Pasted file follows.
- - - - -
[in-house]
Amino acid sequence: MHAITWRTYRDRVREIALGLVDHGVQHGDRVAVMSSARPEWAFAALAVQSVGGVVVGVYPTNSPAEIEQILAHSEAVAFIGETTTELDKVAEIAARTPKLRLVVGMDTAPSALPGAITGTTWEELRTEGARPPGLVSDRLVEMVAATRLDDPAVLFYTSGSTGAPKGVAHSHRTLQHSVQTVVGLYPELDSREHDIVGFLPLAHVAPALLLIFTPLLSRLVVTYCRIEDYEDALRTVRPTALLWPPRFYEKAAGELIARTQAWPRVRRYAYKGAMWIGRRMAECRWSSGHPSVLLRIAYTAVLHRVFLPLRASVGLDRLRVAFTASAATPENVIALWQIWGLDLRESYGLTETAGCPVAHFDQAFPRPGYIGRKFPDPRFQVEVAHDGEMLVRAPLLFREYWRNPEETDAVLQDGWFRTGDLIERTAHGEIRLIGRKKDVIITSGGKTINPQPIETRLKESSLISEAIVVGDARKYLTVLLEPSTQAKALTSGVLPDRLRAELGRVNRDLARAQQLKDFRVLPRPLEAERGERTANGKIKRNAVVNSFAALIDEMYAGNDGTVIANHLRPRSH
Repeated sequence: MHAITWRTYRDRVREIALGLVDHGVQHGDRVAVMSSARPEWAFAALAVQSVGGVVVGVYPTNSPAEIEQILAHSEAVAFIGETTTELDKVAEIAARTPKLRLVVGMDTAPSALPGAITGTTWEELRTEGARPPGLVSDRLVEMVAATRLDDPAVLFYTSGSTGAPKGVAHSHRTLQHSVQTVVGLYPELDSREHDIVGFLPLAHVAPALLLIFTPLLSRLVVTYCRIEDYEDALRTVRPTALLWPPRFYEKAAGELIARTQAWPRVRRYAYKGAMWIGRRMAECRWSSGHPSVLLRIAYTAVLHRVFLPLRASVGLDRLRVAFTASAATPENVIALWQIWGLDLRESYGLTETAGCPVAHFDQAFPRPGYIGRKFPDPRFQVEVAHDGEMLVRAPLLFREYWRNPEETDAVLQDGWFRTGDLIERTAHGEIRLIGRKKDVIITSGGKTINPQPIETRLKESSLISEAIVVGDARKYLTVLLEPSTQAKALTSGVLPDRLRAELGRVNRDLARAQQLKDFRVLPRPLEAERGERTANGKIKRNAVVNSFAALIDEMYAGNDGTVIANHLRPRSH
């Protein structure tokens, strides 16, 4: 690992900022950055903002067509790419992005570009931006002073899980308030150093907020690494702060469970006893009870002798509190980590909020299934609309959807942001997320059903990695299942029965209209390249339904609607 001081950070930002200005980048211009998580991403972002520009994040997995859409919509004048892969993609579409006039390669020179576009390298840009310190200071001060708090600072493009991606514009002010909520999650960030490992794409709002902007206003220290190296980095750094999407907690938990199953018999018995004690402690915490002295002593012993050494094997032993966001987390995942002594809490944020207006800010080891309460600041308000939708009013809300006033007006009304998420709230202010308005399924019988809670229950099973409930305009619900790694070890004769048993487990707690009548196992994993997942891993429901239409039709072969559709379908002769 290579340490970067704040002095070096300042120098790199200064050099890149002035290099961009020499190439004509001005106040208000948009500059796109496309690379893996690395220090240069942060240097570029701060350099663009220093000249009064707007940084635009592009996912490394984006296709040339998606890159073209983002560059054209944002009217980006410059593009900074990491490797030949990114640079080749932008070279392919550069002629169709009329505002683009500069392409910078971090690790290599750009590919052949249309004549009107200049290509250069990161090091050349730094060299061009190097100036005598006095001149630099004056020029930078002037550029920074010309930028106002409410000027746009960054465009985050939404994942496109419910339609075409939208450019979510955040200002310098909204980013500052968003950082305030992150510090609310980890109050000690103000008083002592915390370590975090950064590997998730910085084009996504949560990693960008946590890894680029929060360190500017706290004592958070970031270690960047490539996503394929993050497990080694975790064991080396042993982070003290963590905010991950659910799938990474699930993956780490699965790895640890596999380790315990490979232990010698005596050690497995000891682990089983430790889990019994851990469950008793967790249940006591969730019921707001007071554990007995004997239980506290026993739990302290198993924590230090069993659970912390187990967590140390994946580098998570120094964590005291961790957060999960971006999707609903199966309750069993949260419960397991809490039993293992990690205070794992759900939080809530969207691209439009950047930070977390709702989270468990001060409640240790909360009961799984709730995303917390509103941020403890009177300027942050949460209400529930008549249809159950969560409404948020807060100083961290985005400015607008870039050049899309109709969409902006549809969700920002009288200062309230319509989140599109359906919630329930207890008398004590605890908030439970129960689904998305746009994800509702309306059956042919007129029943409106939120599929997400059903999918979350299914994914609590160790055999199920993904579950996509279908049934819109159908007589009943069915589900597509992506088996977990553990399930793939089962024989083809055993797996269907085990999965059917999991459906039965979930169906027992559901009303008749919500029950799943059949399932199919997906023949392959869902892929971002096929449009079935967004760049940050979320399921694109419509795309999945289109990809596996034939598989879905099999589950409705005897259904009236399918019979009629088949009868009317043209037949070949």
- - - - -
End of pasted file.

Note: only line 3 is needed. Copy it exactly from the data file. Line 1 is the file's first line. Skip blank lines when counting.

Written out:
Repeated sequence: MHAITWRTYRDRVREIALGLVDHGVQHGDRVAVMSSARPEWAFAALAVQSVGGVVVGVYPTNSPAEIEQILAHSEAVAFIGETTTELDKVAEIAARTPKLRLVVGMDTAPSALPGAITGTTWEELRTEGARPPGLVSDRLVEMVAATRLDDPAVLFYTSGSTGAPKGVAHSHRTLQHSVQTVVGLYPELDSREHDIVGFLPLAHVAPALLLIFTPLLSRLVVTYCRIEDYEDALRTVRPTALLWPPRFYEKAAGELIARTQAWPRVRRYAYKGAMWIGRRMAECRWSSGHPSVLLRIAYTAVLHRVFLPLRASVGLDRLRVAFTASAATPENVIALWQIWGLDLRESYGLTETAGCPVAHFDQAFPRPGYIGRKFPDPRFQVEVAHDGEMLVRAPLLFREYWRNPEETDAVLQDGWFRTGDLIERTAHGEIRLIGRKKDVIITSGGKTINPQPIETRLKESSLISEAIVVGDARKYLTVLLEPSTQAKALTSGVLPDRLRAELGRVNRDLARAQQLKDFRVLPRPLEAERGERTANGKIKRNAVVNSFAALIDEMYAGNDGTVIANHLRPRSH